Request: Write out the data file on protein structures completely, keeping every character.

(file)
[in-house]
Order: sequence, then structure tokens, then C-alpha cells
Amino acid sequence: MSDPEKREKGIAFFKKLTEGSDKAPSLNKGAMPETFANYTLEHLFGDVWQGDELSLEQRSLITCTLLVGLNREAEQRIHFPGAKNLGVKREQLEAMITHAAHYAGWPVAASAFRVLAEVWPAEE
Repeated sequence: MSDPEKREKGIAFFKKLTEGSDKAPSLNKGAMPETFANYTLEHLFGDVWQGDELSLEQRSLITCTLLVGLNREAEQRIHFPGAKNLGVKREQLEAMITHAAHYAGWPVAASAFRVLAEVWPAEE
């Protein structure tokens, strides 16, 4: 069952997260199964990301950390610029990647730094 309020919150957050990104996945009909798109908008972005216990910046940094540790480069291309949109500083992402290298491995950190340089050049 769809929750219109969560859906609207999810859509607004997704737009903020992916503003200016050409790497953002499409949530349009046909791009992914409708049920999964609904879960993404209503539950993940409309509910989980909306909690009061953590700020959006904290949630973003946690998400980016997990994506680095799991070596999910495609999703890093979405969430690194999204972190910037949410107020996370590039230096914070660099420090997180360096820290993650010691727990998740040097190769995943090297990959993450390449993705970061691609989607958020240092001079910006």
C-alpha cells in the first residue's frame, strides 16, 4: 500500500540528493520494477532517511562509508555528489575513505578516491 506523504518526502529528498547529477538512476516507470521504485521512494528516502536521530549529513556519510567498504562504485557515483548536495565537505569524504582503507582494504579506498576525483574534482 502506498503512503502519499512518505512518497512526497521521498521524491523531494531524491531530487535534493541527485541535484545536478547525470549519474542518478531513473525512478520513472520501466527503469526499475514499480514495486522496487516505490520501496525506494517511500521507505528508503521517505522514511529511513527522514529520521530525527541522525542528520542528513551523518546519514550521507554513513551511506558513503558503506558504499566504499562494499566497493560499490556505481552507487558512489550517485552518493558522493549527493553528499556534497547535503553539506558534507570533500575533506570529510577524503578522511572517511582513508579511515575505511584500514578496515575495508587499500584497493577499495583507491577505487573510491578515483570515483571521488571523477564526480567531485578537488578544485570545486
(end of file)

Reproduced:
[in-house]
Order: sequence, then structure tokens, then C-alpha cells
Amino acid sequence: MSDPEKREKGIAFFKKLTEGSDKAPSLNKGAMPETFANYTLEHLFGDVWQGDELSLEQRSLITCTLLVGLNREAEQRIHFPGAKNLGVKREQLEAMITHAAHYAGWPVAASAFRVLAEVWPAEE
Repeated sequence: MSDPEKREKGIAFFKKLTEGSDKAPSLNKGAMPETFANYTLEHLFGDVWQGDELSLEQRSLITCTLLVGLNREAEQRIHFPGAKNLGVKREQLEAMITHAAHYAGWPVAASAFRVLAEVWPAEE
């Protein structure tokens, strides 16, 4: 069952997260199964990301950390610029990647730094 309020919150957050990104996945009909798109908008972005216990910046940094540790480069291309949109500083992402290298491995950190340089050049 769809929750219109969560859906609207999810859509607004997704737009903020992916503003200016050409790497953002499409949530349009046909791009992914409708049920999964609904879960993404209503539950993940409309509910989980909306909690009061953590700020959006904290949630973003946690998400980016997990994506680095799991070596999910495609999703890093979405969430690194999204972190910037949410107020996370590039230096914070660099420090997180360096820290993650010691727990998740040097190769995943090297990959993450390449993705970061691609989607958020240092001079910006």
C-alpha cells in the first residue's frame, strides 16, 4: 500500500540528493520494477532517511562509508555528489575513505578516491 506523504518526502529528498547529477538512476516507470521504485521512494528516502536521530549529513556519510567498504562504485557515483548536495565537505569524504582503507582494504579506498576525483574534482 502506498503512503502519499512518505512518497512526497521521498521524491523531494531524491531530487535534493541527485541535484545536478547525470549519474542518478531513473525512478520513472520501466527503469526499475514499480514495486522496487516505490520501496525506494517511500521507505528508503521517505522514511529511513527522514529520521530525527541522525542528520542528513551523518546519514550521507554513513551511506558513503558503506558504499566504499562494499566497493560499490556505481552507487558512489550517485552518493558522493549527493553528499556534497547535503553539506558534507570533500575533506570529510577524503578522511572517511582513508579511515575505511584500514578496515575495508587499500584497493577499495583507491577505487573510491578515483570515483571521488571523477564526480567531485578537488578544485570545486